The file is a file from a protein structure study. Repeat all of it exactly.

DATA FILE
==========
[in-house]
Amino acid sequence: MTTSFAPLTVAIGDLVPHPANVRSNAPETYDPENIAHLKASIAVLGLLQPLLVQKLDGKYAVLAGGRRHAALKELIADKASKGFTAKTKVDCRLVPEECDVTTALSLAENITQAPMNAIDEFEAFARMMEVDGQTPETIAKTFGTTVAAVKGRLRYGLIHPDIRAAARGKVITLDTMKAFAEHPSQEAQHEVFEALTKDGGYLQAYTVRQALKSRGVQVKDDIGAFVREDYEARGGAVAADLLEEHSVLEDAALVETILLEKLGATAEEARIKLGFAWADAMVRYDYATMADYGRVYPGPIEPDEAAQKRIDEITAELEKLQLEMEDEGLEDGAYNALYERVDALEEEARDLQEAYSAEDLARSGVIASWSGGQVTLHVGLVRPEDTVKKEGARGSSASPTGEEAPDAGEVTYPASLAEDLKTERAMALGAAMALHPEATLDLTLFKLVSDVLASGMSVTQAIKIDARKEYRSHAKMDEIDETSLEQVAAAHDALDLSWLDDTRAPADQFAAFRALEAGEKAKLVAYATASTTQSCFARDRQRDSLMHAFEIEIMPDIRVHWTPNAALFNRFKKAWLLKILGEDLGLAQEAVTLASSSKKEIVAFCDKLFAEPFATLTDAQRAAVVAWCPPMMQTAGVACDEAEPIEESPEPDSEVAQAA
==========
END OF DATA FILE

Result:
[in-house]
Amino acid sequence: MTTSFAPLTVAIGDLVPHPANVRSNAPETYDPENIAHLKASIAVLGLLQPLLVQKLDGKYAVLAGGRRHAALKELIADKASKGFTAKTKVDCRLVPEECDVTTALSLAENITQAPMNAIDEFEAFARMMEVDGQTPETIAKTFGTTVAAVKGRLRYGLIHPDIRAAARGKVITLDTMKAFAEHPSQEAQHEVFEALTKDGGYLQAYTVRQALKSRGVQVKDDIGAFVREDYEARGGAVAADLLEEHSVLEDAALVETILLEKLGATAEEARIKLGFAWADAMVRYDYATMADYGRVYPGPIEPDEAAQKRIDEITAELEKLQLEMEDEGLEDGAYNALYERVDALEEEARDLQEAYSAEDLARSGVIASWSGGQVTLHVGLVRPEDTVKKEGARGSSASPTGEEAPDAGEVTYPASLAEDLKTERAMALGAAMALHPEATLDLTLFKLVSDVLASGMSVTQAIKIDARKEYRSHAKMDEIDETSLEQVAAAHDALDLSWLDDTRAPADQFAAFRALEAGEKAKLVAYATASTTQSCFARDRQRDSLMHAFEIEIMPDIRVHWTPNAALFNRFKKAWLLKILGEDLGLAQEAVTLASSSKKEIVAFCDKLFAEPFATLTDAQRAAVVAWCPPMMQTAGVACDEAEPIEESPEPDSEVAQAA